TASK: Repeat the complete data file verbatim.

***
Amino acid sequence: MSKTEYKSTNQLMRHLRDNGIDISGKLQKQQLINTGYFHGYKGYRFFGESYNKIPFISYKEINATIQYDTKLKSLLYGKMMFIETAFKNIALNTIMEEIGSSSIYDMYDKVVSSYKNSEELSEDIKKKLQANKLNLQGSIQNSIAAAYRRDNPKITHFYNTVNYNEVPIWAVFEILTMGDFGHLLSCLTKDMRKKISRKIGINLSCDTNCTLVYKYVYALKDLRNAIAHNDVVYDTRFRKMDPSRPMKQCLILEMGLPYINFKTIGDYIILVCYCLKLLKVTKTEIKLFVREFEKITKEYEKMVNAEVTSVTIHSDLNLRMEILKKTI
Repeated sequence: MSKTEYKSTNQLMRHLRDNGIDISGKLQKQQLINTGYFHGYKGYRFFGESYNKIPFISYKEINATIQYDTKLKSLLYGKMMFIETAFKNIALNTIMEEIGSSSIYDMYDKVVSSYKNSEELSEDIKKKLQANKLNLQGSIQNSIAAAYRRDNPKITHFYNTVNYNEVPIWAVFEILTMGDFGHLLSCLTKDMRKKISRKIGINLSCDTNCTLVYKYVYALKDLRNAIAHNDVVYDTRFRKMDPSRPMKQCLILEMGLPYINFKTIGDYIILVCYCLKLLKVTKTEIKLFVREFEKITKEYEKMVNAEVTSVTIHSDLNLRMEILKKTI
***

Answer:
Amino acid sequence: MSKTEYKSTNQLMRHLRDNGIDISGKLQKQQLINTGYFHGYKGYRFFGESYNKIPFISYKEINATIQYDTKLKSLLYGKMMFIETAFKNIALNTIMEEIGSSSIYDMYDKVVSSYKNSEELSEDIKKKLQANKLNLQGSIQNSIAAAYRRDNPKITHFYNTVNYNEVPIWAVFEILTMGDFGHLLSCLTKDMRKKISRKIGINLSCDTNCTLVYKYVYALKDLRNAIAHNDVVYDTRFRKMDPSRPMKQCLILEMGLPYINFKTIGDYIILVCYCLKLLKVTKTEIKLFVREFEKITKEYEKMVNAEVTSVTIHSDLNLRMEILKKTI
Repeated sequence: MSKTEYKSTNQLMRHLRDNGIDISGKLQKQQLINTGYFHGYKGYRFFGESYNKIPFISYKEINATIQYDTKLKSLLYGKMMFIETAFKNIALNTIMEEIGSSSIYDMYDKVVSSYKNSEELSEDIKKKLQANKLNLQGSIQNSIAAAYRRDNPKITHFYNTVNYNEVPIWAVFEILTMGDFGHLLSCLTKDMRKKISRKIGINLSCDTNCTLVYKYVYALKDLRNAIAHNDVVYDTRFRKMDPSRPMKQCLILEMGLPYINFKTIGDYIILVCYCLKLLKVTKTEIKLFVREFEKITKEYEKMVNAEVTSVTIHSDLNLRMEILKKTI